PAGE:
Potassium Ferricyanide use

Discussion in 'B&W: Film, Paper, Chemistry' started by Jeff Searust, Feb 16, 2009.

  1. Jeff Searust

    Jeff Searust Member

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    To delete an area on a negative do I need to add in a de-foggant to potassium ferricyanide? I was going to mix it 1:20 and attempt to clear an area on a negative, but I am wondering if I would need to add some potassium bromide or some other de fogggant to make the area perfectly clear to print black.
     
  2. Ian Grant

    Ian Grant Subscriber

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    You need to make a 10% solution of Potassium Ferricyanide and Potassium bromide, then dilute this to use as a bleach, when you've bleached the area wash & refix the negative. You will need to use a lot of care to ensure that the bleach doesn't ffect the rest of the image when you wash the negative.

    The other alternative is to use Farmers reducer which is similar but with Sodium Thiosulphate added, I prefer the first bleach because if you make a mistake you can wash & redevelop.

    Ian
     
  3. OMU

    OMU Member

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    Hi, a little different question, but do I have to refix after bleachin a paper too??
    Tanks :smile:
    - OM
     
  4. Ian Grant

    Ian Grant Subscriber

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    Yes, because the bleach is re-halogenating the silver back to silver bromide, if you don't fix & wash it will slowly darken again.

    Ian
     
  5. OMU

    OMU Member

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    Thanks for your quick reply!! :smile:
    - OM
     
  6. snallan

    snallan Member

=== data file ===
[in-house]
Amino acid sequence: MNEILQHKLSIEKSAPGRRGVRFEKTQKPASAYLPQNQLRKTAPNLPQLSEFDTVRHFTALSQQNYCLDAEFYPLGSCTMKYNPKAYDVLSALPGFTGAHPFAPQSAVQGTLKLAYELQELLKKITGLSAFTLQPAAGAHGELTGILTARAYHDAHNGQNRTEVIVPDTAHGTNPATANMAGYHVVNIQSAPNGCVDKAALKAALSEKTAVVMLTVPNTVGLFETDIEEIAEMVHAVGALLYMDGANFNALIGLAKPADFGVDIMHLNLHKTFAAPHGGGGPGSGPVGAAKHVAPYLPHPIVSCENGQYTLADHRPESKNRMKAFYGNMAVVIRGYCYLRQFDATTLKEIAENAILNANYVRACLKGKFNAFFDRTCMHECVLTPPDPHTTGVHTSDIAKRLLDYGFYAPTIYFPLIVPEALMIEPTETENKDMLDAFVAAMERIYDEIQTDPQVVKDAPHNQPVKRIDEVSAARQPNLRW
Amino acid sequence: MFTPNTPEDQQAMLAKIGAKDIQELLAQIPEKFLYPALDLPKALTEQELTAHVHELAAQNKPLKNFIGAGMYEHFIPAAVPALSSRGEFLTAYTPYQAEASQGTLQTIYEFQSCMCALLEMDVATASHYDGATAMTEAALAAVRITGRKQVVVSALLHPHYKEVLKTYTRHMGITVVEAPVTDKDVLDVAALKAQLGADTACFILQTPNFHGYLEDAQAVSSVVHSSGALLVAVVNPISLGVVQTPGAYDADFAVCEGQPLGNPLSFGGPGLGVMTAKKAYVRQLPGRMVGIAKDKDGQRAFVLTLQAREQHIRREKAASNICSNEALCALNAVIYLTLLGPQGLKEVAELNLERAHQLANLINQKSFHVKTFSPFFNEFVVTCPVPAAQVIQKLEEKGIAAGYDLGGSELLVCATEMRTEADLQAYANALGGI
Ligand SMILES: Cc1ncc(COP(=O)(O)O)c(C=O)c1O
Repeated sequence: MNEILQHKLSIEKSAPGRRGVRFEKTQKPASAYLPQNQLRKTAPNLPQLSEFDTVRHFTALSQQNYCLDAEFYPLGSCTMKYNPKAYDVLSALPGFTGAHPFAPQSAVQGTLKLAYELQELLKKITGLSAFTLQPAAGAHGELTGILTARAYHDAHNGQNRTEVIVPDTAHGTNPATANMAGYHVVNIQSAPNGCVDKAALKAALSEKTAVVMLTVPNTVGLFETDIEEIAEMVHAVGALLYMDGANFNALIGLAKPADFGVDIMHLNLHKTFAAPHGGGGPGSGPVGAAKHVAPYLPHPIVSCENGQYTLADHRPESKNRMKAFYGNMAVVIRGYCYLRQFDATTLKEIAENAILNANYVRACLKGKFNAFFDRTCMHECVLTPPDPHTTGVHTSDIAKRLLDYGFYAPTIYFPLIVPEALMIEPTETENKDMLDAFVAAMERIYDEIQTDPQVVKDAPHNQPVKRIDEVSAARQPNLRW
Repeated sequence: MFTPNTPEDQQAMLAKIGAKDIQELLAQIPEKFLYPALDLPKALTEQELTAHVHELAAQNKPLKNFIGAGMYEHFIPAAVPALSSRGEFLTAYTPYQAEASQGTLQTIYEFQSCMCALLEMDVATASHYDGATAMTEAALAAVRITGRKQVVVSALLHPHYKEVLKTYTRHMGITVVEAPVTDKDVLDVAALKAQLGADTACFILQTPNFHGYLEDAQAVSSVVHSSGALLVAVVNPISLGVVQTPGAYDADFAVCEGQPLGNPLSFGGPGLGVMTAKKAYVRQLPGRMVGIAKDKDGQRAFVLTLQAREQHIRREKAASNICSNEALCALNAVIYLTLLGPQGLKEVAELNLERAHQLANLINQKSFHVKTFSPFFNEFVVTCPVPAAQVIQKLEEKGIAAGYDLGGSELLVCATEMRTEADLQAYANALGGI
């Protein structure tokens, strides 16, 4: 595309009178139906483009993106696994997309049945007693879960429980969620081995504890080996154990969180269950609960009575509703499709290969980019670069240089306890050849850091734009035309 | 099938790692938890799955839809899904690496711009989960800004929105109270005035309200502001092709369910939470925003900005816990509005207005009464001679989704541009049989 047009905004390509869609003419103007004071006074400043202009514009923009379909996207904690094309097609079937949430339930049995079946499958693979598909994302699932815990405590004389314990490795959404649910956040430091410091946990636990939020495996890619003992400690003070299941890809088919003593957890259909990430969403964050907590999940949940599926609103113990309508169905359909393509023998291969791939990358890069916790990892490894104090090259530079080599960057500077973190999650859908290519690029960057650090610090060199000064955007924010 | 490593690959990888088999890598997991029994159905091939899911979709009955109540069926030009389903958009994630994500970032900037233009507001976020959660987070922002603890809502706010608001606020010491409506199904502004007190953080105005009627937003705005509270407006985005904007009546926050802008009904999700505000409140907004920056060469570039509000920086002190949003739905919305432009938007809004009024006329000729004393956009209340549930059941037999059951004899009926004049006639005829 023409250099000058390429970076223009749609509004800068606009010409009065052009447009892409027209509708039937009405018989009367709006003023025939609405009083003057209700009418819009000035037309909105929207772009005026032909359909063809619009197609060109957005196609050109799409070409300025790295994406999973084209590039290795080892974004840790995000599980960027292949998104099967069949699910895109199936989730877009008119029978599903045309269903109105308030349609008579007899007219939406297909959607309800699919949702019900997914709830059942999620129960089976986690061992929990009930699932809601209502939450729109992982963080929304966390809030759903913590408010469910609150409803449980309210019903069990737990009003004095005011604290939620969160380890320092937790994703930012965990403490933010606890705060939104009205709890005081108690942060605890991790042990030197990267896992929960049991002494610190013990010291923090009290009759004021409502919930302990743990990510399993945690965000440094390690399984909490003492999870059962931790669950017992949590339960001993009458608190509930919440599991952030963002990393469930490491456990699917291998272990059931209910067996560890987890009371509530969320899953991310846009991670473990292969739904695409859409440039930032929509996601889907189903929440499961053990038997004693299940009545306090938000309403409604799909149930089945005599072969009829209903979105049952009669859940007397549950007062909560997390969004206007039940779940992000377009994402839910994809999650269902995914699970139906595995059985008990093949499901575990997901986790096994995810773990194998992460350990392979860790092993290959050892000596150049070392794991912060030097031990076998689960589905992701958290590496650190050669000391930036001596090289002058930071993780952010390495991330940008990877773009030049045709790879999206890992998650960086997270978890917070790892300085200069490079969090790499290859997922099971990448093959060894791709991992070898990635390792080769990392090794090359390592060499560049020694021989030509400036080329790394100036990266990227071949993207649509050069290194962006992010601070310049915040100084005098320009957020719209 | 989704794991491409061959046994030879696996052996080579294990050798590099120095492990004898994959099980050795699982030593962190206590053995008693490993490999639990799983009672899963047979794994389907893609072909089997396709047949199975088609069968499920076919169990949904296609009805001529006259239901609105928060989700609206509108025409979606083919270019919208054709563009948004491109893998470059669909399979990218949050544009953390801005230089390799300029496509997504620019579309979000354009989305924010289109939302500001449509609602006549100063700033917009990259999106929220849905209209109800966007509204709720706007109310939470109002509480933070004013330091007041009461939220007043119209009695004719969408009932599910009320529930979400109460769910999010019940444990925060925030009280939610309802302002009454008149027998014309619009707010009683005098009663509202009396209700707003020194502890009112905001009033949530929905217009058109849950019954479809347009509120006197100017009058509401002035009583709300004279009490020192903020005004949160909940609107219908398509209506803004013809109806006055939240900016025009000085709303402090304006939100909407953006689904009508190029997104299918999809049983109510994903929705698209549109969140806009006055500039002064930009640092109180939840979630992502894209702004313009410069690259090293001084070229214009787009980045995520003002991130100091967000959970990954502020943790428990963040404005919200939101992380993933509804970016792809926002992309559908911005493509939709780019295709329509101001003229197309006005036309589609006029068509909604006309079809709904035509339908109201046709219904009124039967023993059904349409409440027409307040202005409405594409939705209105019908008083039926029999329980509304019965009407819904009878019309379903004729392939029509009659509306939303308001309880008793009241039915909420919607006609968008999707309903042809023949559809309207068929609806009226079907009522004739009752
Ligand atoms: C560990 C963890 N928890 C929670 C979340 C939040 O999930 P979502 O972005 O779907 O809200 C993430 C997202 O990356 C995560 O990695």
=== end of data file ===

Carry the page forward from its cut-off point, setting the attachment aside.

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    If you are taking the paper back to base white in the areas you are removing the image, you may get yellowish staining with ferricyanide bleaches.

    If you do find this happening, the alternative would be to use an Iodine/Iodide bleach. I don't have access to the formulae at the moment, but if you want to know I shall post them when I get home.
     
  7. Ian Grant

    Ian Grant Subscriber

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    Steve, the Ilford formula is quite simple.

    IR-4 Iodine bleach

    Potassium Iodide 16 g
    Iodine 4 g
    Water to 1 litre

    To use mix 1+19 with water. After use re-fix in 20% plain hypo solution (Sodium Thiosulphate).

    I used this bleach extensively back in the late 70's & 80's, I found it often stained the emulsion and that a quick dip in developer before re-fixing completely eliminated the staining.

    Ian
     
  8. snallan

    snallan Member

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    Good tip. I've never had any problems with it myself, but it is good to know how to handle them if they crop up. :smile:
     
  9. Joe O'Brien

    Joe O'Brien Member

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    Please excuse my lack of chemistry knowledge, but what would this mean in terms of grams of each that I'd need to add to a liter of water?
     
  10. Ian Grant

    Ian Grant Subscriber

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    A 10% solution is 100g in 1 litre (1000ml).

    Ian
     
  11. Nicholas Lindan

    Nicholas Lindan Advertiser Advertiser

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    1) You use P. Ferricyanide with P. Bromide if you want to convert the silver back to silver bromide. This is done in preperation for certain types of toning, such as Sepia. Google for "rehalogenating bleach".